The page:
Abstract # 4235 Poster # 40:

Scheduled for Thursday, June 21, 2012 07:00 PM-09:00 PM: Session 9 (Gardenia) Poster Presentation


NEST CHOICE BY CHIMPANZEES IN A FRAGMENTED HABITAT, UGANDA: PRELIMINARY FINDINGS

M. S. McCarthy and C. B. Stanford
University of Southern California, Department of Biological Sciences, AHF 107, 3616 Trousdale Parkway, Los Angeles, CA 90004, USA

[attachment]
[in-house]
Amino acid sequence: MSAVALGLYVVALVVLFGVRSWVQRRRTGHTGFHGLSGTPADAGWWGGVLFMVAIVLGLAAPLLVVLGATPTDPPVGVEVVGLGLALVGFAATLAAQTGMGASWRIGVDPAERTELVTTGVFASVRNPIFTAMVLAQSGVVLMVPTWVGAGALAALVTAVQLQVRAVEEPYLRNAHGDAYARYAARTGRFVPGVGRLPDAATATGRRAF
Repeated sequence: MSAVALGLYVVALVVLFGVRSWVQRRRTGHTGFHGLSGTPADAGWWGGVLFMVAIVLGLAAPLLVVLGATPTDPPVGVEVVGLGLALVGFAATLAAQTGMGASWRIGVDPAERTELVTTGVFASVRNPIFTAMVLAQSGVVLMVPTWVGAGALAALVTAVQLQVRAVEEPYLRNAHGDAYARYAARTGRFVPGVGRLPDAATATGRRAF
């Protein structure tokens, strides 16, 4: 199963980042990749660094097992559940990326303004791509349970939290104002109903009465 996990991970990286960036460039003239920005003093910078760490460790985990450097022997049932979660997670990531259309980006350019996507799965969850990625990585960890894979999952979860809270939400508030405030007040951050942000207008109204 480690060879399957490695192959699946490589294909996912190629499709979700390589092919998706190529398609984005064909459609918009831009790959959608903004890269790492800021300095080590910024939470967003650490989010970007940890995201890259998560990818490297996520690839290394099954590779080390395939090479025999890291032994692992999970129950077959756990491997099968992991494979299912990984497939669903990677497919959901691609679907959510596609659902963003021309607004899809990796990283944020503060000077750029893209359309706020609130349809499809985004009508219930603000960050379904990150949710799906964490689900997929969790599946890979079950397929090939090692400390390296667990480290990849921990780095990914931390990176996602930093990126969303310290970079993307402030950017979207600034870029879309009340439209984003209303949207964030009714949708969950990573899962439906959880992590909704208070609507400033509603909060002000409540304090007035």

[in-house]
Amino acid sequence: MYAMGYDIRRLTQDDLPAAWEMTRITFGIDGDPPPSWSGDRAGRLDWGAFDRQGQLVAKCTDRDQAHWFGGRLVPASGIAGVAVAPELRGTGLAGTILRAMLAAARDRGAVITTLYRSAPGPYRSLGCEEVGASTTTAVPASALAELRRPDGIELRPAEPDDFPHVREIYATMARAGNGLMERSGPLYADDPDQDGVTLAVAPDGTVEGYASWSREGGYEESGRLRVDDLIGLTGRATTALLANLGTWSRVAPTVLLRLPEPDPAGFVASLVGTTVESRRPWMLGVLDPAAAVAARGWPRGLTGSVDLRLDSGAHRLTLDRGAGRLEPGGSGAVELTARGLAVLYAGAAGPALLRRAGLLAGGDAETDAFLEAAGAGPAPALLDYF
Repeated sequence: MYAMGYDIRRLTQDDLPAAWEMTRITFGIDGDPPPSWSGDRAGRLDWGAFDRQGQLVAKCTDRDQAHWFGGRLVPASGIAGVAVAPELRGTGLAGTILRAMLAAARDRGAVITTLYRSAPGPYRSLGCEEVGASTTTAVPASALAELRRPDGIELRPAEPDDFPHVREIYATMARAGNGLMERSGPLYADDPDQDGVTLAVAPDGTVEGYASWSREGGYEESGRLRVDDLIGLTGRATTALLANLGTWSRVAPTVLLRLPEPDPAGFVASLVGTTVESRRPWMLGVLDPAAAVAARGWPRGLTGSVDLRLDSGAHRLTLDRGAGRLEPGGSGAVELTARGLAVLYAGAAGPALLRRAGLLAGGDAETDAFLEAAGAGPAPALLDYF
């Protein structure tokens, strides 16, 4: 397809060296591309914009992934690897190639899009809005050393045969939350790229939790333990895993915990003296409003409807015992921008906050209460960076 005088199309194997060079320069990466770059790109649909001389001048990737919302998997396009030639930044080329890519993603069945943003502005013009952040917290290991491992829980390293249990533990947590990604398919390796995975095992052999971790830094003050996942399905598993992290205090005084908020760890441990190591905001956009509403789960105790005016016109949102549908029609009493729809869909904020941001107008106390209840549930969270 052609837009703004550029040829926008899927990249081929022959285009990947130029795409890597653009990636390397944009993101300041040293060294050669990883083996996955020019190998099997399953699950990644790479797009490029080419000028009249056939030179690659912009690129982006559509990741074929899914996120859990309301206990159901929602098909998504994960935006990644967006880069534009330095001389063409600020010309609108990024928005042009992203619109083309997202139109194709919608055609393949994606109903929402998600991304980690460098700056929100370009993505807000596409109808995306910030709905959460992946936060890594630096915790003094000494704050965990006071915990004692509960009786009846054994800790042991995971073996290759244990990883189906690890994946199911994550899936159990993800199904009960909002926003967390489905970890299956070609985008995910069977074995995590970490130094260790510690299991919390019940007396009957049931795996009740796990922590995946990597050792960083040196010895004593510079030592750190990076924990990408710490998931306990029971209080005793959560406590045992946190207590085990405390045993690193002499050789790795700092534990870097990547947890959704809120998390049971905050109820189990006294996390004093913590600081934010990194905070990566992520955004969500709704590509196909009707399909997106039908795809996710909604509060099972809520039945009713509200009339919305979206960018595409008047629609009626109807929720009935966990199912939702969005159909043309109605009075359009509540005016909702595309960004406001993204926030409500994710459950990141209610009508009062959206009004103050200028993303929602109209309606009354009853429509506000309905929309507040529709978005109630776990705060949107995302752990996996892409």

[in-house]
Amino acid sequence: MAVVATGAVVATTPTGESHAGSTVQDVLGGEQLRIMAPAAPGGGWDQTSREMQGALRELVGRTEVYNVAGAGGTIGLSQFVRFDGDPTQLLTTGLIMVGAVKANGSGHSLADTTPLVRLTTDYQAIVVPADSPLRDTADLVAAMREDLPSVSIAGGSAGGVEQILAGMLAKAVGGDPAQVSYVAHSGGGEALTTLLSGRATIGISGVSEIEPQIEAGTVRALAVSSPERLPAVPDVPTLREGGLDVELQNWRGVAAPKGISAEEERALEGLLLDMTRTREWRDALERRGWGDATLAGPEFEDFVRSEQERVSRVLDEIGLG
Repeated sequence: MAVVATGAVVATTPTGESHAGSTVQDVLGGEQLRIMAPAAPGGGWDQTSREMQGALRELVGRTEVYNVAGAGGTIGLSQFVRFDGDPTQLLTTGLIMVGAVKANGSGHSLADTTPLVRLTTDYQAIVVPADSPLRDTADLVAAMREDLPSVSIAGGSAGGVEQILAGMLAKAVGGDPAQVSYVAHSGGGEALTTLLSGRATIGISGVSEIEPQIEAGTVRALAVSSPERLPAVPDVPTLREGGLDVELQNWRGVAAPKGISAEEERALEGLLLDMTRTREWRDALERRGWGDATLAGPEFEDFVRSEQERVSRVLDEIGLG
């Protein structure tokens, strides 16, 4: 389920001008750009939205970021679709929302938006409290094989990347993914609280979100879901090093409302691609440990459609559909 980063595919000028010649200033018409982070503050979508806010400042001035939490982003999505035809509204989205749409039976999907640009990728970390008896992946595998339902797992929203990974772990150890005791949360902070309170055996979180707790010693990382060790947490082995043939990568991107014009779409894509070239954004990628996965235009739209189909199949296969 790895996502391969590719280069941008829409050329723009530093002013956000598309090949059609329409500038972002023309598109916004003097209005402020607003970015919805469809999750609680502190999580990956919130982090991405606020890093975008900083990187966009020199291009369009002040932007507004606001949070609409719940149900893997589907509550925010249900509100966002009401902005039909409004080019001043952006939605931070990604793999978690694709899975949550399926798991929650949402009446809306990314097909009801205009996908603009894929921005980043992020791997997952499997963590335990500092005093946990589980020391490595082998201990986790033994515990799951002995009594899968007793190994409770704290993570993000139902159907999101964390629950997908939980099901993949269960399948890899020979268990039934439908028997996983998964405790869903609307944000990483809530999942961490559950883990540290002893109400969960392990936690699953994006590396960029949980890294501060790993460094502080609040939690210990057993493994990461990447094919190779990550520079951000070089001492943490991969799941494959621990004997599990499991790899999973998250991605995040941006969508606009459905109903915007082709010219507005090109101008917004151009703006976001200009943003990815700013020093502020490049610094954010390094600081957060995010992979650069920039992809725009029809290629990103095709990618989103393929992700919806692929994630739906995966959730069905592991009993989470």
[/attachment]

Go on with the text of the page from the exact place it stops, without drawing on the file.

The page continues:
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     We recorded nest height, location, and species for unhabituated chimpanzees (Pan troglodytes) in a fragmented forest habitat in western Uganda from September through December 2011. We observed 177 nests of various ages. These nests comprised over 45 plant species, indicating nest tree species diversity similar to or greater than that for chimpanzees in less degraded forests. Chimpanzees in nearby Ugandan forests also nest in some of these species, including Khaya anthotheca and Ficus spp. Nests were also constructed from non-traditional species such as cocoa (Theobroma cacao), guava (Psidium guajava), eucalyptus (Eucalyptus spp.), and sugarcane (Saccharum officinarum), however. Nineteen nests were constructed in eucalyptus, making it the most frequently observed nesting tree species. Overall median nest height was lower than averages reported for chimpanzees elsewhere, measuring 6.5 m. In addition, at least seven nests were constructed on the ground, and these appeared to be night nests based on complex, sturdy construction and proximity to sturdier tree nests. Factors influencing nest choice may include proximity of resources, canopy cover, human disturbance, wind protection, and insect repellence. Nest tree choice may also be influenced by the paucity of available trees in this degraded habitat, though preliminary observations suggest non-native species are sometimes preferred even in the presence of traditional nesting species. Additional data will help resolve the factors influencing nest choice for these chimpanzees.